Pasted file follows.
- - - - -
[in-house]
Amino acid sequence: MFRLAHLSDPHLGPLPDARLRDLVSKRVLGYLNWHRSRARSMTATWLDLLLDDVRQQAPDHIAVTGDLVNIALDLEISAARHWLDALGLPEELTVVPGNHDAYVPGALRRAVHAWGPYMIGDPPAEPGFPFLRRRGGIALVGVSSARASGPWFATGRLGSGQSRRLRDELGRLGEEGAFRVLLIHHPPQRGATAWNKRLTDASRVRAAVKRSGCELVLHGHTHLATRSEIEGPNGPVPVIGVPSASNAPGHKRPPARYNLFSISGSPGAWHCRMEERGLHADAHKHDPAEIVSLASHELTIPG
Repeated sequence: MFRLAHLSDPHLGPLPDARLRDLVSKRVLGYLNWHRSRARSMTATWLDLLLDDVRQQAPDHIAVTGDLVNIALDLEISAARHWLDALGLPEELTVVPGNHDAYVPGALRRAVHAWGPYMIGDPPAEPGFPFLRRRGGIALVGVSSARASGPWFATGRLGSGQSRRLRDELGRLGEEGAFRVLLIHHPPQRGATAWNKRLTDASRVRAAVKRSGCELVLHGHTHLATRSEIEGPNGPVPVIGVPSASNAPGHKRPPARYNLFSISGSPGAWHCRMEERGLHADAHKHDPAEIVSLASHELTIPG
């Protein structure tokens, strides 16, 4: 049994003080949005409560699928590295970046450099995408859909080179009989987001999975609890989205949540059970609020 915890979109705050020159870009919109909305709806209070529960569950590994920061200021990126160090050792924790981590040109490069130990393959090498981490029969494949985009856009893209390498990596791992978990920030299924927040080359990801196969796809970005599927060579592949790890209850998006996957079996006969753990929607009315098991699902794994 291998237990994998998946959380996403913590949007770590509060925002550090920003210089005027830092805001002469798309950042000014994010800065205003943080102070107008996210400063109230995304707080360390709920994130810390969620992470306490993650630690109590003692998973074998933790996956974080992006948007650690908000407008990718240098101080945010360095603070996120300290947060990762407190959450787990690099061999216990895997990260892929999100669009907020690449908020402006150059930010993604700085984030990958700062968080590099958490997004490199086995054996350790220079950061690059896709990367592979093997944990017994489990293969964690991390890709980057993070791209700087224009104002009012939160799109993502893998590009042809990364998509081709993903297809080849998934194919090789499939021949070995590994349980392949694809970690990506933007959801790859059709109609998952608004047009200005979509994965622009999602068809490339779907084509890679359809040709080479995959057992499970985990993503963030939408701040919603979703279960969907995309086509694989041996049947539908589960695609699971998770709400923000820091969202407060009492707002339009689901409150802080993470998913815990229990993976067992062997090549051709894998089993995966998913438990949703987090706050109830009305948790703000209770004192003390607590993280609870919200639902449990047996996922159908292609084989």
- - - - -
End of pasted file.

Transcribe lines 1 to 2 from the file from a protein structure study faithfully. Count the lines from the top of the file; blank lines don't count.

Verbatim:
[in-house]
Amino acid sequence: MFRLAHLSDPHLGPLPDARLRDLVSKRVLGYLNWHRSRARSMTATWLDLLLDDVRQQAPDHIAVTGDLVNIALDLEISAARHWLDALGLPEELTVVPGNHDAYVPGALRRAVHAWGPYMIGDPPAEPGFPFLRRRGGIALVGVSSARASGPWFATGRLGSGQSRRLRDELGRLGEEGAFRVLLIHHPPQRGATAWNKRLTDASRVRAAVKRSGCELVLHGHTHLATRSEIEGPNGPVPVIGVPSASNAPGHKRPPARYNLFSISGSPGAWHCRMEERGLHADAHKHDPAEIVSLASHELTIPG